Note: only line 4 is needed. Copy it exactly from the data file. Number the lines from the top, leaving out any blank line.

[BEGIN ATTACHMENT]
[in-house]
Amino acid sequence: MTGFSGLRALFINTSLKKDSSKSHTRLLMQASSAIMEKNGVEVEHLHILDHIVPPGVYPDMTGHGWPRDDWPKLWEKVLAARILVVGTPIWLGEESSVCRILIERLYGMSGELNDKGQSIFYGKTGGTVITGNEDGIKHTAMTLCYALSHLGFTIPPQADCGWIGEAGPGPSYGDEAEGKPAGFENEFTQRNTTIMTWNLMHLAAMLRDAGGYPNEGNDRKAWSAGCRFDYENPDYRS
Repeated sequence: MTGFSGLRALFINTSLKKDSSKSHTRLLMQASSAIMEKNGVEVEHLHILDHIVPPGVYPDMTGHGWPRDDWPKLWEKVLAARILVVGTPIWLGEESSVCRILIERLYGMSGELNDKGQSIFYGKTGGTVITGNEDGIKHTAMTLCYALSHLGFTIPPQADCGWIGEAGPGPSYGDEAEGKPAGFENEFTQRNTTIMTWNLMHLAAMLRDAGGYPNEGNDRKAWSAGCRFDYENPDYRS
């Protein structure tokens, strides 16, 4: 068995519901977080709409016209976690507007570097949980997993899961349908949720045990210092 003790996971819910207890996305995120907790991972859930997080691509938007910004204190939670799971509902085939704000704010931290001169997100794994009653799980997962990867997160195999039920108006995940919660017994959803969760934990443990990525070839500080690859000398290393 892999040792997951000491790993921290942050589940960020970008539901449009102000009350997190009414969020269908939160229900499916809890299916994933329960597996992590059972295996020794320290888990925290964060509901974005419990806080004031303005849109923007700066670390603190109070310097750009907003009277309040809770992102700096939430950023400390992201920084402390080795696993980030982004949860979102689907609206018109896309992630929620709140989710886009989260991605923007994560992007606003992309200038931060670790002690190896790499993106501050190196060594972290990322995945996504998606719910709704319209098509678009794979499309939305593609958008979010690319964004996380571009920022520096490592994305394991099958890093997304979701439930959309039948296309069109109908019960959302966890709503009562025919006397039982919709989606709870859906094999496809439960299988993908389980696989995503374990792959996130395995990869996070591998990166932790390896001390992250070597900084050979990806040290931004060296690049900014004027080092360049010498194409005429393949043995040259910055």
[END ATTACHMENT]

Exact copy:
């Protein structure tokens, strides 16, 4: 068995519901977080709409016209976690507007570097949980997993899961349908949720045990210092 003790996971819910207890996305995120907790991972859930997080691509938007910004204190939670799971509902085939704000704010931290001169997100794994009653799980997962990867997160195999039920108006995940919660017994959803969760934990443990990525070839500080690859000398290393 892999040792997951000491790993921290942050589940960020970008539901449009102000009350997190009414969020269908939160229900499916809890299916994933329960597996992590059972295996020794320290888990925290964060509901974005419990806080004031303005849109923007700066670390603190109070310097750009907003009277309040809770992102700096939430950023400390992201920084402390080795696993980030982004949860979102689907609206018109896309992630929620709140989710886009989260991605923007994560992007606003992309200038931060670790002690190896790499993106501050190196060594972290990322995945996504998606719910709704319209098509678009794979499309939305593609958008979010690319964004996380571009920022520096490592994305394991099958890093997304979701439930959309039948296309069109109908019960959302966890709503009562025919006397039982919709989606709870859906094999496809439960299988993908389980696989995503374990792959996130395995990869996070591998990166932790390896001390992250070597900084050979990806040290931004060296690049900014004027080092360049010498194409005429393949043995040259910055």